In an article published in JAMA, researchers surveyed over 3,200 breast cancer survivors who are 2-3 years out from treatment were surveyed to determine how often these women experienced and continued to suffer from pain.
A recent article that got my attention was published in the Journal of the American Medical Association by a group of researchers from Denmark. In it, over 3,200 breast cancer survivors who are 2-3 years out from treatment were surveyed to determine how often these women experienced and continued to suffer from pain. Pain was reported by nearly half of respondents, and 13% rated it as severe. Factors associated with chronic pain reports were age below 40, use of adjuvant radiation, and axillary node surgery (vs. sentinel node surgery). Interestingly, chemotherapy was not associated with increased report of severe pain. Of note, pain in the breast tracked with pain experienced in other parts of the body. Yet, while a significant proportion of women reported pain, only 20% had discussed it with their doctor in the prior three months.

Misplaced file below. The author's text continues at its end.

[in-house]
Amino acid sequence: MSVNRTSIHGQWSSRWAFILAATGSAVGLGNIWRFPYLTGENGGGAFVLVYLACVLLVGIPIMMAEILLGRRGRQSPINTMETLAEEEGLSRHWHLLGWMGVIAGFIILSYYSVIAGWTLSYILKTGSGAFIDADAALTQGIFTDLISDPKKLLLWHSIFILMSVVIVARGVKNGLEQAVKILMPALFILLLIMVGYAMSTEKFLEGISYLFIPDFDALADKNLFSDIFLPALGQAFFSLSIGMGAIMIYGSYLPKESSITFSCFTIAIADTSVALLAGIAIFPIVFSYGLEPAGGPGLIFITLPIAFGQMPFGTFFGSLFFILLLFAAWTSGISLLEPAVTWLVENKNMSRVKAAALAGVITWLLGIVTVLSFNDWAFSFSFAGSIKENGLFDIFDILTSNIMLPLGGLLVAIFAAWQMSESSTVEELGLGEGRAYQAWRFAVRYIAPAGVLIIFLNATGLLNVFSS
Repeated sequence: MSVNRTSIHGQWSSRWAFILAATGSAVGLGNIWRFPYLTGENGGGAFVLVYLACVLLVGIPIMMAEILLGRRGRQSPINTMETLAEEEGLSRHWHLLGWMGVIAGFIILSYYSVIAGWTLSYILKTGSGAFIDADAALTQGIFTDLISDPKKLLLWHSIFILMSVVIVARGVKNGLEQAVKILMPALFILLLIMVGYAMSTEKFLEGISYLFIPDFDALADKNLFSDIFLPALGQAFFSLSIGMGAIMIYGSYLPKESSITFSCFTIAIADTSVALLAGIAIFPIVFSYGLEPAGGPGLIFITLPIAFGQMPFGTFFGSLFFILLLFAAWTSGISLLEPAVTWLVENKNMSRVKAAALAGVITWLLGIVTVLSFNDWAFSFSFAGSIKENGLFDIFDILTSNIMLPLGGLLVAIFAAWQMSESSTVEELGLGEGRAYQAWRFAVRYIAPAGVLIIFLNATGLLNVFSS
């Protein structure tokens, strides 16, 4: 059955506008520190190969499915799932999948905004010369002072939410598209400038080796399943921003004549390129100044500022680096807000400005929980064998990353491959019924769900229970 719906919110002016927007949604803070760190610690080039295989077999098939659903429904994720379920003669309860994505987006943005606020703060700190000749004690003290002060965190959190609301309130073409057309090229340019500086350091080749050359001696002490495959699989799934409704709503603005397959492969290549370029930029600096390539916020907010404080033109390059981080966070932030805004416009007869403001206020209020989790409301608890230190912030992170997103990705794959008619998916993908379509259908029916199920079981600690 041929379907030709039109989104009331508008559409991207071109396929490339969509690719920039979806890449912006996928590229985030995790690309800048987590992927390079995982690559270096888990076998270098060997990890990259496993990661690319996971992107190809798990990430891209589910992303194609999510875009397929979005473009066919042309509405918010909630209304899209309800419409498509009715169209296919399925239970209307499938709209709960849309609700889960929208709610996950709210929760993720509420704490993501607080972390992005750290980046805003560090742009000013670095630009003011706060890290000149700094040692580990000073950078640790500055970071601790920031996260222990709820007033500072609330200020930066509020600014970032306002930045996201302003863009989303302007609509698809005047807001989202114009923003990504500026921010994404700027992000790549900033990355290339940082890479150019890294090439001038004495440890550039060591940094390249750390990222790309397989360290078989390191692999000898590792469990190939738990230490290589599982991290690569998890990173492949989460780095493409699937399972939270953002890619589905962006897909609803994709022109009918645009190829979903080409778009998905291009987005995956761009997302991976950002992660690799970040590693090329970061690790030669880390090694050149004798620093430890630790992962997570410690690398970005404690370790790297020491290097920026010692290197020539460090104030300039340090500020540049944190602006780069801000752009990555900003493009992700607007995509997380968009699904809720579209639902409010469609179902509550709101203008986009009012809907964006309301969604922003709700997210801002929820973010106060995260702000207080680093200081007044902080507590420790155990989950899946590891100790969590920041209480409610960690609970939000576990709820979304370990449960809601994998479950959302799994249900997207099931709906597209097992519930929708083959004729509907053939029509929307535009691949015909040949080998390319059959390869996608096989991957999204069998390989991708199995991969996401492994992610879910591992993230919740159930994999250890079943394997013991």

This article again cites the challenges women with breast cancer face as they look towards the future. As more and more women can expect to be cured, we as their doctors must forge a stronger alliance to ensure the quality of their lives after treatment. What is missing is evidence-based guidelines on evaluation, work-up, and most importantly, treatment. We must commit resources in to evaluations and therapeutic modalities that can assist breast cancer survivors. It will remain important that advocates in the cancer community team with investigators to ensure that these investigations continue.
For more information:
Rune Gärtner, MD; Maj-Britt Jensen, MSc; Jeanette Nielsen, RN; Marianne Ewertz, MD, DMSc; Niels Kroman, MD, DMSc; Henrik Kehlet, MD, PhD. Prevalence of and Factors Associated With Persistent Pain Following Breast Cancer Surgery. JAMA. 2009;302(18):1985-1992. The abstract available at: http/jama.ama-assn.org/cgi/content/short/302/18/1985.